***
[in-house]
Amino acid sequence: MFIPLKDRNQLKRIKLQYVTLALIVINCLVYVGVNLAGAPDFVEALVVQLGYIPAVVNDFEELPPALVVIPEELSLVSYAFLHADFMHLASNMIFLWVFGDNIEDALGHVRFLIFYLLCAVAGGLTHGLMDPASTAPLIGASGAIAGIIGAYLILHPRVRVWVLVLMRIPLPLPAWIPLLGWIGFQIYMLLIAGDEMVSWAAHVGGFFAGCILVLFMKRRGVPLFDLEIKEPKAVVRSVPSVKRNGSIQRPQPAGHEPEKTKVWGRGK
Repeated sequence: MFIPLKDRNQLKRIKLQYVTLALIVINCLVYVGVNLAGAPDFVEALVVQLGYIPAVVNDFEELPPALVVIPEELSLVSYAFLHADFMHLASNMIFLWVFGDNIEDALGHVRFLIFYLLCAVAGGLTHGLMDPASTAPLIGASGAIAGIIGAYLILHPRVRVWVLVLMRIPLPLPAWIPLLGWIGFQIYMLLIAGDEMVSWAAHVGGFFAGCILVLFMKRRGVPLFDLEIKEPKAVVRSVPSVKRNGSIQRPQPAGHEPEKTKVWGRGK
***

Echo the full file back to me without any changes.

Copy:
[in-house]
Amino acid sequence: MFIPLKDRNQLKRIKLQYVTLALIVINCLVYVGVNLAGAPDFVEALVVQLGYIPAVVNDFEELPPALVVIPEELSLVSYAFLHADFMHLASNMIFLWVFGDNIEDALGHVRFLIFYLLCAVAGGLTHGLMDPASTAPLIGASGAIAGIIGAYLILHPRVRVWVLVLMRIPLPLPAWIPLLGWIGFQIYMLLIAGDEMVSWAAHVGGFFAGCILVLFMKRRGVPLFDLEIKEPKAVVRSVPSVKRNGSIQRPQPAGHEPEKTKVWGRGK
Repeated sequence: MFIPLKDRNQLKRIKLQYVTLALIVINCLVYVGVNLAGAPDFVEALVVQLGYIPAVVNDFEELPPALVVIPEELSLVSYAFLHADFMHLASNMIFLWVFGDNIEDALGHVRFLIFYLLCAVAGGLTHGLMDPASTAPLIGASGAIAGIIGAYLILHPRVRVWVLVLMRIPLPLPAWIPLLGWIGFQIYMLLIAGDEMVSWAAHVGGFFAGCILVLFMKRRGVPLFDLEIKEPKAVVRSVPSVKRNGSIQRPQPAGHEPEKTKVWGRGK